The Earps in childhood

When I base characters on real people, I pay particular attention to their childhood. I believe our first fourteen years are the basis of much of what comes afterward. We build on a solid foundation, or we spend years trying to repair the damage, or we wander in the wreckage of those years.

When writing about Wyatt Earp in both Doc and Epitaph, a single source allowed me to glimpse the father who raised the famous Earp brothers: the Sarah Rousseau Diary. I think Wyatt spent most of his adulthood trying to be a better man than the one who raised him, and I’ve written an article about this for True West Magazine’s April issue. Editor Bob Boze Bell has just posted a very nice teaser about it.

6 thoughts on “The Earps in childhood

  1. Great revue! BBB is a great talent, like you. Maybe you can get him to do the cover art for your next book? All the best.

    P.S. we’ve moved to Florida.

  2. I finished listening to the Doc audiobook yesterday. An incredible piece of work! As with most authentic elements of life, I experienced contradicting emotions: On the one hand, Ms. Russell’s chillingly beautiful craft and Mark Bramhall’s superb performance were inspiring. On the other, I couldn’t help but think, in regard to my own writing, “I don’t know that I could ever discover that level of creativity and magic Ms. Russell displayed. Inspiration and doubtful despair compete.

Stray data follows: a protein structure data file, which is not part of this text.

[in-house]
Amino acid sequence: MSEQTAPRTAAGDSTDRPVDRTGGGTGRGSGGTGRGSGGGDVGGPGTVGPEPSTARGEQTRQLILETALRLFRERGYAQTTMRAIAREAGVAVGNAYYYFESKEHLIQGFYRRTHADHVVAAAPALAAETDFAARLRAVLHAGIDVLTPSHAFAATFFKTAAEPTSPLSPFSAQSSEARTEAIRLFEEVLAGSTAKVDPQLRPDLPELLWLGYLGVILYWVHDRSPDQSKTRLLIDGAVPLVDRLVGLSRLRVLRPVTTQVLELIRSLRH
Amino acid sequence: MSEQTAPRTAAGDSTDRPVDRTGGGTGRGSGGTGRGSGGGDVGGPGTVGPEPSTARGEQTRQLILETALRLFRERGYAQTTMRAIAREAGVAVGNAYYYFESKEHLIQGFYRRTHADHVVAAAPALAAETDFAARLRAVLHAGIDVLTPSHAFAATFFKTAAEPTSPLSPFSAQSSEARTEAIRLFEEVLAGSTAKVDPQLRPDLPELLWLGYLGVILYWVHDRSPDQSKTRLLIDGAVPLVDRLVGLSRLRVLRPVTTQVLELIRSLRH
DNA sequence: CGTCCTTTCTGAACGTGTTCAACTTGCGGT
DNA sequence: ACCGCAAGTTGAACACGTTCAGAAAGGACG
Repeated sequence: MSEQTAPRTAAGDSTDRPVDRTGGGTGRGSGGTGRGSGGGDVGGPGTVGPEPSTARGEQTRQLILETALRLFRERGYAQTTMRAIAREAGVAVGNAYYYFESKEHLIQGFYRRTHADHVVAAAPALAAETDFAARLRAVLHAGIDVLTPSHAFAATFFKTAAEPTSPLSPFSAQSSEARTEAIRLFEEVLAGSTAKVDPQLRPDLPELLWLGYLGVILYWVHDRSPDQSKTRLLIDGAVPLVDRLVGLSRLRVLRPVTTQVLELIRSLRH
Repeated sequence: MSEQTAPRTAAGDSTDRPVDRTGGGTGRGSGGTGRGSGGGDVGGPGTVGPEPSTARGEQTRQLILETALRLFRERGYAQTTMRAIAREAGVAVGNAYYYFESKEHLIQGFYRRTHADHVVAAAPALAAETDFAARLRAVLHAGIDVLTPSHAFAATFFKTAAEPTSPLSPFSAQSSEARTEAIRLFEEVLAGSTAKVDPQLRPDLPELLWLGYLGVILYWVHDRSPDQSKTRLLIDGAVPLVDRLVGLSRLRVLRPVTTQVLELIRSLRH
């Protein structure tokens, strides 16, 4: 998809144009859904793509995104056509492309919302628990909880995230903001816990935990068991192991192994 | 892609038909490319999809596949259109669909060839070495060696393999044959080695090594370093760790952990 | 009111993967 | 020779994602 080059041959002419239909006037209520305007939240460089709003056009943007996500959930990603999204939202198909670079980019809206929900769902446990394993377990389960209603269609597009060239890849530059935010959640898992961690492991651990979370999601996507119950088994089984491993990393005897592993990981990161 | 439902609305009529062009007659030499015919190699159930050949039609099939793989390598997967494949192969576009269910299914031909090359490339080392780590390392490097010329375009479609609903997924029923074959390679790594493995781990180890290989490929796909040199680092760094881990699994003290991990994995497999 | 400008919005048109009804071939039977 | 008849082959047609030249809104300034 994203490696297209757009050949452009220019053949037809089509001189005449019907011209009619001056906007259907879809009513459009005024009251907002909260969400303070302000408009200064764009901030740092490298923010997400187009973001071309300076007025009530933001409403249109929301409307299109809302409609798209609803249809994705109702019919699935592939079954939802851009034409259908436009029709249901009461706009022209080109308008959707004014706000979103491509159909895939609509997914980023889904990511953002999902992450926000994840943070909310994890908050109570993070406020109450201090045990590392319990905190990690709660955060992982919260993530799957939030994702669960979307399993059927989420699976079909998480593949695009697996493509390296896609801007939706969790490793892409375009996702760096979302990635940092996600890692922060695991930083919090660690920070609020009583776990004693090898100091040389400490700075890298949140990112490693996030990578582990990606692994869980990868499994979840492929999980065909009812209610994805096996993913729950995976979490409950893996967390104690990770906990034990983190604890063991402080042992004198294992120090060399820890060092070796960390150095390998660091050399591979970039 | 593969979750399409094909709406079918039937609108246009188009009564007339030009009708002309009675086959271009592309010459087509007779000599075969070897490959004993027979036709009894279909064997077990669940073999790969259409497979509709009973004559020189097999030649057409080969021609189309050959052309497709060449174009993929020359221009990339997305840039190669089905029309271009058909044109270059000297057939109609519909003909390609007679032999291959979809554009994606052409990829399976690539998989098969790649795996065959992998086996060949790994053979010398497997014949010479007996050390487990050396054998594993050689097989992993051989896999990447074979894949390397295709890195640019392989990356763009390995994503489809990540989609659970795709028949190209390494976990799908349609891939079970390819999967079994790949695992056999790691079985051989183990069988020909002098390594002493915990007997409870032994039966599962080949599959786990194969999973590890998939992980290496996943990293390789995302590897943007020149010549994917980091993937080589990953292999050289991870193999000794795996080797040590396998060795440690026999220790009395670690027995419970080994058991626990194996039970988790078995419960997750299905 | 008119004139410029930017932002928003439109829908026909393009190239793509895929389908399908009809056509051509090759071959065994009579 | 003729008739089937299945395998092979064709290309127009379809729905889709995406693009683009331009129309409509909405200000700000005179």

3. It might make you feel better to know that it takes me 35-60 drafts to reach that level of “magic.” It’s just endless editing, rethinking, recutting, cutting some more, adding a little detail or snarky remark…

  4. Well, the next book is about a pivotal labor strike in a Michigan copper mine, so I don’t know that BBB will be the right guy for the cover art. In any case, that decision is always the publisher’s, not mine.

  5. So glad to hear a new novel is coming. Just wanted to thank you for your craft. You are my favorite living novelist. I have given away countless copies of “the Sparrow”

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